As with any field of scientific study, astronomy has a long list of important terminology. So we've put together this glossary where you can check you fully understand the meaning of the common terms, as well as some of the more unusual words.

A -- B -- C -- D -- E -- F -- G -- H -- I -- J -- K -- L -- M -- N -- O -- P -- Q -- R -- S -- T -- U -- V -- W -- X -- Y -- Z

Words beginning with 'E' :

Eccentricity : the measure that determines how much an orbit deviates from a perfect circle. The value ranges from 0 (a perfect circle) to 1 (a parabolic escape orbit. For example Earth's orbital eccentricity is 0.0167 and Pluto's is nearly 0.25.

Eclipse : when an astronomical object is temporarily obstructed either by the shadow of another object or by an object passing in between. A solar eclipse on Earth occurs when the Moon’s shadow and is seen as the Moon blocking the Sun. A lunar eclipse is when Earth’s shadow falls upon the Moon.

Ecliptic : the area of the celestial sphere through which the Sun travels over one year.

Electromagnetic spectrum : the range of frequencies electromagnetic radiation with wavelengths from 10-18 m to 100 km.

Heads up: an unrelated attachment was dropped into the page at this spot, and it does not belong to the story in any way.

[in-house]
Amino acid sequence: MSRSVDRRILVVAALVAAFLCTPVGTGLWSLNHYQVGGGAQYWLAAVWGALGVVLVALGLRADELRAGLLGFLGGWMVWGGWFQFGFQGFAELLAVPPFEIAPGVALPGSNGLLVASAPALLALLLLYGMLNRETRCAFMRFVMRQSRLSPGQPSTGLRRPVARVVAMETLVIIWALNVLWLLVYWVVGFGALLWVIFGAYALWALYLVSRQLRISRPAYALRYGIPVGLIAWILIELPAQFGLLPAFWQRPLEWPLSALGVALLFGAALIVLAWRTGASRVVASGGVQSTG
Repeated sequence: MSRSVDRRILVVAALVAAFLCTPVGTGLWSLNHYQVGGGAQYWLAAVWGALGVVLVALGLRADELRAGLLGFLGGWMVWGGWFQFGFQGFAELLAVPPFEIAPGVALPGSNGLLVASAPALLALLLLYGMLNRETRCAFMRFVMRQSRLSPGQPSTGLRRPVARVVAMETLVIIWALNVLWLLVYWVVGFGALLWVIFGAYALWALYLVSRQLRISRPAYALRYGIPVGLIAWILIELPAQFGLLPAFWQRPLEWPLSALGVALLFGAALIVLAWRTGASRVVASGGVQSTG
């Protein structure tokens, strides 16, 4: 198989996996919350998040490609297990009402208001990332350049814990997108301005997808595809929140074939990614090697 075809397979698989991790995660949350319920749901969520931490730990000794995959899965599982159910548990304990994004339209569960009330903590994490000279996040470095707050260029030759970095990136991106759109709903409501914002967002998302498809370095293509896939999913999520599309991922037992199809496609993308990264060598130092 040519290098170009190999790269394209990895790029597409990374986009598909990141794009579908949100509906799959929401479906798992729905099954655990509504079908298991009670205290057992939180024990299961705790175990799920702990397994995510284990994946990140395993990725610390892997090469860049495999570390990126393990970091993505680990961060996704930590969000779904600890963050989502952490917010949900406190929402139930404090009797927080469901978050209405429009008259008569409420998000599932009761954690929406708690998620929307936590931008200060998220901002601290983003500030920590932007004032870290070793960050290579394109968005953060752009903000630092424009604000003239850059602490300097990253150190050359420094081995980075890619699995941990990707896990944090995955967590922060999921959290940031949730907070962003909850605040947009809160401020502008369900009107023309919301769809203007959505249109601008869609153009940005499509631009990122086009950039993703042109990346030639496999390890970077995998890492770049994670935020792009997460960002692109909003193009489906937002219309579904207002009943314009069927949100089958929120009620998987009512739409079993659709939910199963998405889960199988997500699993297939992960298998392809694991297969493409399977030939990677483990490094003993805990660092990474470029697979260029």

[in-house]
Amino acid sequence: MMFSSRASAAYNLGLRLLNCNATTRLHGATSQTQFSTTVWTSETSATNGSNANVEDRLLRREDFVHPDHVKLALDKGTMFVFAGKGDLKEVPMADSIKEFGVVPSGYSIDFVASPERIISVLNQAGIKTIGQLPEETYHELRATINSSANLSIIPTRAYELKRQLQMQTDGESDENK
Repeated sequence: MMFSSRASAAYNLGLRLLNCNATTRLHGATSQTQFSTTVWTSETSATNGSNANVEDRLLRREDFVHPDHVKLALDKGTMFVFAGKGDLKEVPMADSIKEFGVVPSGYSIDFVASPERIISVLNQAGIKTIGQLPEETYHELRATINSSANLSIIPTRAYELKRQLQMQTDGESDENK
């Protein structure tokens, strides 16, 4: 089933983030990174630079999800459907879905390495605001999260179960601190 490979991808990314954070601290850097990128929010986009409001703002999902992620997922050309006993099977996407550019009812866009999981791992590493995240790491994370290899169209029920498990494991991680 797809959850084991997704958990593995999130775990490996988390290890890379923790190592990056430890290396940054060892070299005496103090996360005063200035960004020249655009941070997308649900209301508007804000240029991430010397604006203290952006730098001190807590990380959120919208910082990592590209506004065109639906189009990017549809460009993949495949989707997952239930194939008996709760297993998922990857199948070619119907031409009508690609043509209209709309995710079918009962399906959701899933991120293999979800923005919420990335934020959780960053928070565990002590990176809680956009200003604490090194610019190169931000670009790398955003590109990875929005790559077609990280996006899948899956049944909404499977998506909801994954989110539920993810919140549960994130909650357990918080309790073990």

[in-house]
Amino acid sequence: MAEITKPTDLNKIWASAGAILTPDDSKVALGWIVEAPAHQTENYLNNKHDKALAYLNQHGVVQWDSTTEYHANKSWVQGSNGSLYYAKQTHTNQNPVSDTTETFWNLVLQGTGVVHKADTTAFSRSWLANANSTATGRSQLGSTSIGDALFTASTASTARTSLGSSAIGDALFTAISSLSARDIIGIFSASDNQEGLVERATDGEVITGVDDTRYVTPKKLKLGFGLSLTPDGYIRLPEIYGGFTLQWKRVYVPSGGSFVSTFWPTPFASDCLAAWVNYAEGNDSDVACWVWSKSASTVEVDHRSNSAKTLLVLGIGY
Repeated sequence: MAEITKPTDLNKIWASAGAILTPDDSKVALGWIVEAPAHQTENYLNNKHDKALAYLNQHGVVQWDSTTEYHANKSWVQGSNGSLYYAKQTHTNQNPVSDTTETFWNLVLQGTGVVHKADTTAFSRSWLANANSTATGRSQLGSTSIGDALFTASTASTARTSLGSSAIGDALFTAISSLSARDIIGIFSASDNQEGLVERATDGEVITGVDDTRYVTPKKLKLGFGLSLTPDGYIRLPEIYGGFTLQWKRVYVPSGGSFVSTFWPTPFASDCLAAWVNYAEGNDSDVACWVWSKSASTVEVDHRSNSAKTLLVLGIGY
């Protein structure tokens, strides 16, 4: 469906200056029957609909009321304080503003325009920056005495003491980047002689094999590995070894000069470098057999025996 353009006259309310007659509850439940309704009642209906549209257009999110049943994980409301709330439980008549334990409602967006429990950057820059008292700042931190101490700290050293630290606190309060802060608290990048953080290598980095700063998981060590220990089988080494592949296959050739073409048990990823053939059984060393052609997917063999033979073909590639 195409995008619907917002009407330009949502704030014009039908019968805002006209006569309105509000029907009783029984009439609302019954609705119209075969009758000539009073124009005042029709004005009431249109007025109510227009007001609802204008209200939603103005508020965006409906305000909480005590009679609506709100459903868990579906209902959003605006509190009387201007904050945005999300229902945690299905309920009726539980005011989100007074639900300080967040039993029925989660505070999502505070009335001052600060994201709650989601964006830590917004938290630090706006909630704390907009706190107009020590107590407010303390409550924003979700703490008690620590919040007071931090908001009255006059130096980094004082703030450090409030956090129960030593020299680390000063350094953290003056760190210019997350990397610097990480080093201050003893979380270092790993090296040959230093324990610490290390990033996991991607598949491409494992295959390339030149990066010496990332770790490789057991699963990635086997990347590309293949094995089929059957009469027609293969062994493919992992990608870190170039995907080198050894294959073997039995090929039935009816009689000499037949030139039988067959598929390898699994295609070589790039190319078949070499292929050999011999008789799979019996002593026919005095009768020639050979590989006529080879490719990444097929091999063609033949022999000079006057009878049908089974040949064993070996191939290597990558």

Ellipse : an ellipse is the shape obtained by the intersection of a plane (flat surface) with a cone. Most astronomical objects in orbits around another object trace out ellipses.

Elongation : is the degree of separation between the Sun and other Solar System bodies as seen from Earth. It is measure eastward or westward of the Sun. Tree main elongations have names: Conjunction (0°), Quadrature (90°) and Opposition (180°).

Equinox : two days in the year (around 20 March and 23 September) when the day and night are almost the same duration.

Escape velocity : it is the minimum speed required to escape the gravitational influence of an astronomical object. The escape velocity for Earth is 40,270 km/h (25,020 mph).

Event horizon : is the boundary around a black hole from which nothing can escape. Anything past this point would need to travel faster than the speed of light to escape.

Eyepiece : the part of a telescope through which an observer looks. Eyepieces can be changed to offer different magnifications.

Resources :

To support the quizzes in each section, we've put together some extra resources to provide further information: